A previous study by Wakefield and colleagues claimed that the measles virus (introduced in the body by the measles-mumps-rubella, or MMR, vaccine) could lead to the development of autism. Although the Wakefield study is highly controversial and criticized for unethical research practices, it has led to widespread fear about the safety of vaccines and an increase in the number of parents who opt not to vaccinate their children. However, results of a recent study by Mrozek-Budzyn and colleagues suggests that the link between MMR vaccine and autism is unfounded.
These researchers examined autism diagnosis and vaccination histories (vaccinated with the MMR vaccine, vaccinated with a single measles vaccine, or not vaccinated) in 288 children, 96 with autism and 192 healthy controls. Results demonstrated that autism risk was not greater in the vaccinated children compared to the children who were not vaccinated. These results provide some evidence against the link between the measles virus and autism.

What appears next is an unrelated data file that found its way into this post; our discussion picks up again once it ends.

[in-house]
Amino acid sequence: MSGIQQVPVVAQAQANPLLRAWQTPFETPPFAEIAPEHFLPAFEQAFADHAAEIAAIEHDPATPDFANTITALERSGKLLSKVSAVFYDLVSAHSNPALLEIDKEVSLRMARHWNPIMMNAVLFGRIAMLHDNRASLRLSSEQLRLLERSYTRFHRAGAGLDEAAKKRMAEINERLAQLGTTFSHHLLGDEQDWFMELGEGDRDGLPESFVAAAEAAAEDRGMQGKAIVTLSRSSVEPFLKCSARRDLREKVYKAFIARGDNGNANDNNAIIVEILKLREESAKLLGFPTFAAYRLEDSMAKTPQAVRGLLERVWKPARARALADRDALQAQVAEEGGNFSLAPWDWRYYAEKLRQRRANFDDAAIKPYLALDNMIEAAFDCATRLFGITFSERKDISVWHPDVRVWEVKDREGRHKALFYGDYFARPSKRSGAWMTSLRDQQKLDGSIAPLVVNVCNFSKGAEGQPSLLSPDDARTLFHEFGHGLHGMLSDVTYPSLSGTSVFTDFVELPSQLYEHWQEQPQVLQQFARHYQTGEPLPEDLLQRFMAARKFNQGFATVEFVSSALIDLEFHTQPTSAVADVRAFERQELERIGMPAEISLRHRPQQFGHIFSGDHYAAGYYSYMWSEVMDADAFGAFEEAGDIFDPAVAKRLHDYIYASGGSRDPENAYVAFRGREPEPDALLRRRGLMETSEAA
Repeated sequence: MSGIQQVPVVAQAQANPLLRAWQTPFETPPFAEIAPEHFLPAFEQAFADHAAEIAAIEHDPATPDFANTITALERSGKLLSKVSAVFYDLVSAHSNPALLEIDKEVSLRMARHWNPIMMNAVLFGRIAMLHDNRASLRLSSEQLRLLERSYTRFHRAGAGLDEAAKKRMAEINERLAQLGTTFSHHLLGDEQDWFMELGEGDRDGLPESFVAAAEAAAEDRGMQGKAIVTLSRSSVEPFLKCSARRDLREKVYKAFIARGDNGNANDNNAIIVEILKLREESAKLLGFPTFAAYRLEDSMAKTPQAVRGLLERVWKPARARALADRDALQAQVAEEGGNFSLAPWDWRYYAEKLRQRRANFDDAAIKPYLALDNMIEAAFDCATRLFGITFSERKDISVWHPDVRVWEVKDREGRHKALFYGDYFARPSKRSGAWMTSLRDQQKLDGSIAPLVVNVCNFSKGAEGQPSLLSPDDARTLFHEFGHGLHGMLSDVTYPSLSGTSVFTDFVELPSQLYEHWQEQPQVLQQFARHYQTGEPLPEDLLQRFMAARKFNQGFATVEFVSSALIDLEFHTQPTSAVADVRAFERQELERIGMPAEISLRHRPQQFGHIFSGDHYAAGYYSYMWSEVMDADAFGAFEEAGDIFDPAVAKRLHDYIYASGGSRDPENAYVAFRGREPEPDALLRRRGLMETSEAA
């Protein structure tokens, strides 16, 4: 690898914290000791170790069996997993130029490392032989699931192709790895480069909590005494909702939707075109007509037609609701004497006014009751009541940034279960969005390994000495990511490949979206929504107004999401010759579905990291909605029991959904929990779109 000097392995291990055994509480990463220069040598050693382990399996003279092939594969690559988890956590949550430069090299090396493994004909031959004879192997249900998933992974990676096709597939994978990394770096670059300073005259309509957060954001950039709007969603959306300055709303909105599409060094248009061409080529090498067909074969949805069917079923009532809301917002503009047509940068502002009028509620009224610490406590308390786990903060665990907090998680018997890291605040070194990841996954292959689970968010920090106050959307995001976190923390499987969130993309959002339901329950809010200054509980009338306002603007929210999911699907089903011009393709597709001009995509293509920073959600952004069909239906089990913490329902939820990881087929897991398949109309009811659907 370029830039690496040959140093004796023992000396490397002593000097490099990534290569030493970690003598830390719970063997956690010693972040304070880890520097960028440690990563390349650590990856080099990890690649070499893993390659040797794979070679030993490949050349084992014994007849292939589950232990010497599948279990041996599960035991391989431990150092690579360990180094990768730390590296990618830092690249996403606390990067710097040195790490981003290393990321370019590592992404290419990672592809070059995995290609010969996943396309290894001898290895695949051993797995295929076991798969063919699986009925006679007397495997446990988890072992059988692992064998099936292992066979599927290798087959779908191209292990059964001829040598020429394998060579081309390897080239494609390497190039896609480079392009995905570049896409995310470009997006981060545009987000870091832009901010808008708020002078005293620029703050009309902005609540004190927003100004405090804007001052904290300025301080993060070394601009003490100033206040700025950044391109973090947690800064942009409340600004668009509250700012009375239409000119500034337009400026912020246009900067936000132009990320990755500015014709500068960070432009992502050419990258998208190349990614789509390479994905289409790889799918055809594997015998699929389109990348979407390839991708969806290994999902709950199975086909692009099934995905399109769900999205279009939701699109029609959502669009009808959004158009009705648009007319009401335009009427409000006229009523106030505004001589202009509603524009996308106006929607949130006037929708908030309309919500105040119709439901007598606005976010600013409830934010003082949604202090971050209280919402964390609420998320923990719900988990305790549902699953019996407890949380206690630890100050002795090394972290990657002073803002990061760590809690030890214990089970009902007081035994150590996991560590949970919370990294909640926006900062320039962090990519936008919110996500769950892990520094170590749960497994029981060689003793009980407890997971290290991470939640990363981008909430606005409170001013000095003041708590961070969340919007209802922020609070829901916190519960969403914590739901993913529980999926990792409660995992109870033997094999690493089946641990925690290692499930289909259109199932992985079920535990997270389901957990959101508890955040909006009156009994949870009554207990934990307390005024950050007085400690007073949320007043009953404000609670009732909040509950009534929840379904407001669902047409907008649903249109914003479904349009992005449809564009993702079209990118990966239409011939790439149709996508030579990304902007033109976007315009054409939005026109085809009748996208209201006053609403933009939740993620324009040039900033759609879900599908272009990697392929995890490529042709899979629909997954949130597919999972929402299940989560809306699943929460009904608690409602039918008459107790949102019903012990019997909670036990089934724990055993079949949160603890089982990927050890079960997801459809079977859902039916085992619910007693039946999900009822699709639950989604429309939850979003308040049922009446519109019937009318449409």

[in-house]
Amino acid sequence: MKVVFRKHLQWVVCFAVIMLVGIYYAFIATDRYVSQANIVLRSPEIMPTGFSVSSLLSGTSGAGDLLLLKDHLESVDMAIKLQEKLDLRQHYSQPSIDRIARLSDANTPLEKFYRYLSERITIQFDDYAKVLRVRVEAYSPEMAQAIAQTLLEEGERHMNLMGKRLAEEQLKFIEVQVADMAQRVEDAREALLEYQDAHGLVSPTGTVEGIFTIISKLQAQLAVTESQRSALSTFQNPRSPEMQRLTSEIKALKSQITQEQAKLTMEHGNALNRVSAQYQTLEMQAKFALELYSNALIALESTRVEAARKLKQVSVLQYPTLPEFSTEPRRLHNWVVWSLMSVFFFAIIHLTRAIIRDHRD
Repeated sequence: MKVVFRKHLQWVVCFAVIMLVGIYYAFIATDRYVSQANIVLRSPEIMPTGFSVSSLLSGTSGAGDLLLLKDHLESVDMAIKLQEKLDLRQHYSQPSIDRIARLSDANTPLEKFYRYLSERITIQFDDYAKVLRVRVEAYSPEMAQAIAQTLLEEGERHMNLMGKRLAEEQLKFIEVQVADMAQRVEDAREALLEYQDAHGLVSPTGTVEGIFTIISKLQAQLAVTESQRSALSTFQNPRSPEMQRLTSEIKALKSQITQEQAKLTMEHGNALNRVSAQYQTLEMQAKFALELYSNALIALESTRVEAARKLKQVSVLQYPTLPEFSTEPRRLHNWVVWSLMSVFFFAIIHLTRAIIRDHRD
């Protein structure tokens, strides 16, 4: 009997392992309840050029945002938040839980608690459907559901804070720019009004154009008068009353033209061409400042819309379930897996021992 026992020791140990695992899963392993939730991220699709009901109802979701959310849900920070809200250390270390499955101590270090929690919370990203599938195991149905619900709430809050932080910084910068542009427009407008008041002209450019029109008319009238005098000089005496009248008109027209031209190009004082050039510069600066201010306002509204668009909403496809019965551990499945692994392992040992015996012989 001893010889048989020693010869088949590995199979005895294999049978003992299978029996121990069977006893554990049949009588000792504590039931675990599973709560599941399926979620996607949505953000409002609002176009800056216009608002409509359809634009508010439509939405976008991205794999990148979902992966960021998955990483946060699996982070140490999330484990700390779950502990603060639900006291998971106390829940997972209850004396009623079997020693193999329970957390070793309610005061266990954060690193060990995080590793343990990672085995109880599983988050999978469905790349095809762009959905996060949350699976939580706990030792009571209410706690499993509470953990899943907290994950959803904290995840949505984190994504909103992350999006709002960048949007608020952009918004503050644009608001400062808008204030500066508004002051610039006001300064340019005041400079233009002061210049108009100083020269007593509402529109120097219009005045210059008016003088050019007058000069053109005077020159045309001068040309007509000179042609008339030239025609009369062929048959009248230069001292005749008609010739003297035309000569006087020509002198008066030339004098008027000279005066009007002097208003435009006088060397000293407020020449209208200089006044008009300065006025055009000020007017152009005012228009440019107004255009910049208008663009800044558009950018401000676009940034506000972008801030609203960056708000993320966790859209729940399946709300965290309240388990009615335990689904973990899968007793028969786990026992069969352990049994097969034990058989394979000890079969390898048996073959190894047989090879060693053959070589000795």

Mrozek-Budzyn, D., Kieltyka, A., & Majewska, R. (in press). Lack of association between measles-mumps-rubella vaccination and autism in children: a case control study. Pediatric Infectious Disease.
Wakefield, A., Murch, S., Anthony, A. et al. (1998). Ileal-lymphoid-nodular hyperplasia, non-specific colitis, and pervasive developmental disorder in children. Lancet, 351, 637– 641.